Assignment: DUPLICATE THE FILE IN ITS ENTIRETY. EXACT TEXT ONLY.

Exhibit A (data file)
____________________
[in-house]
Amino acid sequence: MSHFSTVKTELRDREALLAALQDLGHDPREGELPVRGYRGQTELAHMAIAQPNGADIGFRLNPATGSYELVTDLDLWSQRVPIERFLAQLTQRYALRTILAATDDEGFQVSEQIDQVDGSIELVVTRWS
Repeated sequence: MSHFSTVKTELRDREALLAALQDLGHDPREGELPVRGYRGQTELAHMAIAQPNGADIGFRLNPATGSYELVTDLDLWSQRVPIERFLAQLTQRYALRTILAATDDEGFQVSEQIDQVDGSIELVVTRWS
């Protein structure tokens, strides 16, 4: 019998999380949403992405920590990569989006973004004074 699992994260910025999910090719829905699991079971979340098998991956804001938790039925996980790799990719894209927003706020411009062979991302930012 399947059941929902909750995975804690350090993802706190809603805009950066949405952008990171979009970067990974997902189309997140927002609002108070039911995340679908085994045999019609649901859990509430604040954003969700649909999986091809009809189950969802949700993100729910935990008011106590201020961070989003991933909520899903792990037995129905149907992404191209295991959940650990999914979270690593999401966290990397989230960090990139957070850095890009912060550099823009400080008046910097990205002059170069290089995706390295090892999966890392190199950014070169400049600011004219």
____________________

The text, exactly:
[in-house]
Amino acid sequence: MSHFSTVKTELRDREALLAALQDLGHDPREGELPVRGYRGQTELAHMAIAQPNGADIGFRLNPATGSYELVTDLDLWSQRVPIERFLAQLTQRYALRTILAATDDEGFQVSEQIDQVDGSIELVVTRWS
Repeated sequence: MSHFSTVKTELRDREALLAALQDLGHDPREGELPVRGYRGQTELAHMAIAQPNGADIGFRLNPATGSYELVTDLDLWSQRVPIERFLAQLTQRYALRTILAATDDEGFQVSEQIDQVDGSIELVVTRWS
């Protein structure tokens, strides 16, 4: 019998999380949403992405920590990569989006973004004074 699992994260910025999910090719829905699991079971979340098998991956804001938790039925996980790799990719894209927003706020411009062979991302930012 399947059941929902909750995975804690350090993802706190809603805009950066949405952008990171979009970067990974997902189309997140927002609002108070039911995340679908085994045999019609649901859990509430604040954003969700649909999986091809009809189950969802949700993100729910935990008011106590201020961070989003991933909520899903792990037995129905149907992404191209295991959940650990999914979270690593999401966290990397989230960090990139957070850095890009912060550099823009400080008046910097990205002059170069290089995706390295090892999966890392190199950014070169400049600011004219």